Bastian Brinkmann is deputy head of the business editorial department of the Süddeutsche Zeitung. He was born in 1988 in NRW, grew up near Berlin, and has worked in Dublin and Brussels. Cologne School of Journalism. Studied economics and political science in Cologne and South Korea.
Caspar Busse, born in 1966, has been writing for the Süddeutsche Zeitung since 2005, both on economic and media topics. He also coordinates the SZ's reporting on companies, both large and small. Prior to that, he worked for the Handelsblatt for more than ten years, including as a correspondent in Berlin and as office manager in Munich. After graduating in economics at the Ludwig-Maximilians-University in Munich, he completed journalistic training at the Georg-von-Holtzbrinck-School for Business Journalists in Düsseldorf.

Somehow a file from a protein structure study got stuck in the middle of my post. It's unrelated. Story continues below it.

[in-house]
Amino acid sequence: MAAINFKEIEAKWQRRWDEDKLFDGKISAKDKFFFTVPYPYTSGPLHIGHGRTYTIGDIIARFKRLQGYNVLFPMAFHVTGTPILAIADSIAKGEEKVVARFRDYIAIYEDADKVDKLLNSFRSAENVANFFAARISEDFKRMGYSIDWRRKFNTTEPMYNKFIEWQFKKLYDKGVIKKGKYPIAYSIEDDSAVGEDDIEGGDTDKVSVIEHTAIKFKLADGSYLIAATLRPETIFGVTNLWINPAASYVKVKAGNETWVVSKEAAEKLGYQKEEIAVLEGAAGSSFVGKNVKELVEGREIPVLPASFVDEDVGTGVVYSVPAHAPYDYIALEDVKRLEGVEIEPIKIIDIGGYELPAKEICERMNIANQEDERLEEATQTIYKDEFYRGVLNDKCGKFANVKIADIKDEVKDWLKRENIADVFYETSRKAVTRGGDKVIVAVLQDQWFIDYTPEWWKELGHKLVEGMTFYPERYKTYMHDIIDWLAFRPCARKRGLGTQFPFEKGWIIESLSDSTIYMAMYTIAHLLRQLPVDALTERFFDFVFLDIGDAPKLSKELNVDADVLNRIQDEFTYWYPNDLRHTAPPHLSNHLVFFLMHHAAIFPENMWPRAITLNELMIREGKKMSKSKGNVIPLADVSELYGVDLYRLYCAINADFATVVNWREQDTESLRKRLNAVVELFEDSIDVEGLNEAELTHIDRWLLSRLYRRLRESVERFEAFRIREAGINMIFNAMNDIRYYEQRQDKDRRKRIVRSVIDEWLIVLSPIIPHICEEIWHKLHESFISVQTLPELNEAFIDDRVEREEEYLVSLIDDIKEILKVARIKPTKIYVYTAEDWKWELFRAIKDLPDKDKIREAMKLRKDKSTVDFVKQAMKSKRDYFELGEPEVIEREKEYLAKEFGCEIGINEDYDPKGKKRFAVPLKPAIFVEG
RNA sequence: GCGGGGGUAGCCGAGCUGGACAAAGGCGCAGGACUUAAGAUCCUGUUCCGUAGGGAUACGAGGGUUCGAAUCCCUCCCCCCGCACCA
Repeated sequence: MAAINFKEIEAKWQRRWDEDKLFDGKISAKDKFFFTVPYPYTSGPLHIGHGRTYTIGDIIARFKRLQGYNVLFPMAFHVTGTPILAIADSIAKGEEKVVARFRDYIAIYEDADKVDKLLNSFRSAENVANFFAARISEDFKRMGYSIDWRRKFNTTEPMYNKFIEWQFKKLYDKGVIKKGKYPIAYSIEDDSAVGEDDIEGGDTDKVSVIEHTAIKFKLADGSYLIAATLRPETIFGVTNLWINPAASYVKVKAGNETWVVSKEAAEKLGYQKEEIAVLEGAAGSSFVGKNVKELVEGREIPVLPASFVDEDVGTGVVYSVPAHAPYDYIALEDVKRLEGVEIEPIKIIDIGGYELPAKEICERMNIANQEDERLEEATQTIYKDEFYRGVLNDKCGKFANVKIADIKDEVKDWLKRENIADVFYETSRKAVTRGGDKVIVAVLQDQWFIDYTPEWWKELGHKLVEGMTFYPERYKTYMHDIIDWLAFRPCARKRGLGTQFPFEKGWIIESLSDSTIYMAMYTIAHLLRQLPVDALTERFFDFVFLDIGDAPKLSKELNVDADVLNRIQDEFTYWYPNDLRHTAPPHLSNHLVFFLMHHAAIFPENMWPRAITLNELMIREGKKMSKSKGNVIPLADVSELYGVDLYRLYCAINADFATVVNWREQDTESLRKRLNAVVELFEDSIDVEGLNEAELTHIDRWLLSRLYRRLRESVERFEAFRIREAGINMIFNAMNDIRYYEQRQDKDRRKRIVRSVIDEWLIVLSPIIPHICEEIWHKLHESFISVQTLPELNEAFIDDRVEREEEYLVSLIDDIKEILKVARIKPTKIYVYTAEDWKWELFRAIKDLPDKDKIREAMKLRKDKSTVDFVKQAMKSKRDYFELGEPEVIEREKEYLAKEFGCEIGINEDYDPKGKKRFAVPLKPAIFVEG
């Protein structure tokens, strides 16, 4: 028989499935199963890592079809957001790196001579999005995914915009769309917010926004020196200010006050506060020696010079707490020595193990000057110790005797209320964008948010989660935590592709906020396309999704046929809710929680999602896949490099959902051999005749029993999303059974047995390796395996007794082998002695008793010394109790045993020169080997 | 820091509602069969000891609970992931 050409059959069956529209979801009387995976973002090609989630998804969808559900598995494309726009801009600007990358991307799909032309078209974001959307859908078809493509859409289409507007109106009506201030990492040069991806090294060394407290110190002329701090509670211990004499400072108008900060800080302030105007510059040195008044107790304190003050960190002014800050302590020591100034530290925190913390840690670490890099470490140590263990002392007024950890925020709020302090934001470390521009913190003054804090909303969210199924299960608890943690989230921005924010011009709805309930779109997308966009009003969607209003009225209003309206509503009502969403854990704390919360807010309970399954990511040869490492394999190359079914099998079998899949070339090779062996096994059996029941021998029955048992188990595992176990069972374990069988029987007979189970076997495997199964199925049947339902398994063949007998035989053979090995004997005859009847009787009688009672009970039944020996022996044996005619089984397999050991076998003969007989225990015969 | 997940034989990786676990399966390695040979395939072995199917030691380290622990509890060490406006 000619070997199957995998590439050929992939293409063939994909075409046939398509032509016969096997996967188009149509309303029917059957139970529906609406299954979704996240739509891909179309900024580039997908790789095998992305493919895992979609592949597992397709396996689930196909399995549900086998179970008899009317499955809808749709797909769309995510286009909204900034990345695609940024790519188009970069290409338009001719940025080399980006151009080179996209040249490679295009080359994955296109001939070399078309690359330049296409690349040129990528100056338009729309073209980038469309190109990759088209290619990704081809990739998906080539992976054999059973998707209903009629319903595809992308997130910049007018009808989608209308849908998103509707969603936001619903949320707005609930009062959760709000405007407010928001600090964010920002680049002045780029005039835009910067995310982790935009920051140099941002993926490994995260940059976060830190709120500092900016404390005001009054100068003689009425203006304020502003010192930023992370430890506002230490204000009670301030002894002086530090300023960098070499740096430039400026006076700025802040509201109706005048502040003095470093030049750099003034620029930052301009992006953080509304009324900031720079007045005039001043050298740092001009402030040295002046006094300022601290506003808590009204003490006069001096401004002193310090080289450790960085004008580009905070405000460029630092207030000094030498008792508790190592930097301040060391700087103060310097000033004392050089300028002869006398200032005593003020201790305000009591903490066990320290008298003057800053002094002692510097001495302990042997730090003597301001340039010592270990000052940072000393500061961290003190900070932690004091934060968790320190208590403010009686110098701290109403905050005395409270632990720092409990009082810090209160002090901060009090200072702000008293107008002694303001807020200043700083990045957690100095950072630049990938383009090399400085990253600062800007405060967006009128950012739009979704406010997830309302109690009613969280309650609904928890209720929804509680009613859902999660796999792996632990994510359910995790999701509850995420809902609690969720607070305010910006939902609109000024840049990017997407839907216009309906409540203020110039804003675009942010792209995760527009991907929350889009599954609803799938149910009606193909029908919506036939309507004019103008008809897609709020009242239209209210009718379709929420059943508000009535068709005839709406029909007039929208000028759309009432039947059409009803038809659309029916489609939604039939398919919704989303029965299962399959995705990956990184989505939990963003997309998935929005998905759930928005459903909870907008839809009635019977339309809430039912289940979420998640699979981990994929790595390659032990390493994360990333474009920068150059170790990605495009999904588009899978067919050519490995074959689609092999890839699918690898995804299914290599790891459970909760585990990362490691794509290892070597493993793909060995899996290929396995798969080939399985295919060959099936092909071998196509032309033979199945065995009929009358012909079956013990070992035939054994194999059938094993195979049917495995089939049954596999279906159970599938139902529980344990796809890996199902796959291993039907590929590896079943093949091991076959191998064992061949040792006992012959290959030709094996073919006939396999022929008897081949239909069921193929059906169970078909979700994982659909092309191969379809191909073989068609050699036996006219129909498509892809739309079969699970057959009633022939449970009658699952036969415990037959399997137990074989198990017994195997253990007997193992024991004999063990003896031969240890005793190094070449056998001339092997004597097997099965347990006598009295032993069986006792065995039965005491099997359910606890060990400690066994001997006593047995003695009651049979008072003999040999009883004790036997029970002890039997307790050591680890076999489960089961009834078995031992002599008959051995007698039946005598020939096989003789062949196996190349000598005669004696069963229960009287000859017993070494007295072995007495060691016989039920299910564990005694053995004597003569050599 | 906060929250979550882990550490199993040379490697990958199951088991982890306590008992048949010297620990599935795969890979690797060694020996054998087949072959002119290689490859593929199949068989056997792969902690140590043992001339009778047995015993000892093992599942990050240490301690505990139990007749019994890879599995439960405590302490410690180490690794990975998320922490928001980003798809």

Wolfgang Krach, born 1963 in Regensburg, began his journalistic career as a volunteer and local editor at the "Donaukurier" in Ingolstadt. After studying philosophy at the University of Philosophy in Munich, he was the regional political correspondent for the "Donaukurier" in Munich. In 1993 he became a political reporter for the "Stern", in 1997 he changed to the "SPIEGEL". There he was deputy head of the Berlin office, then head of the Germany department at the SPIEGEL headquarters in Hamburg. From there he moved to the SZ in Munich in 2003 as head of the newsdesk. In 2007 he was appointed deputy editor-in-chief. Since April 1, 2015 he has been editor-in-chief.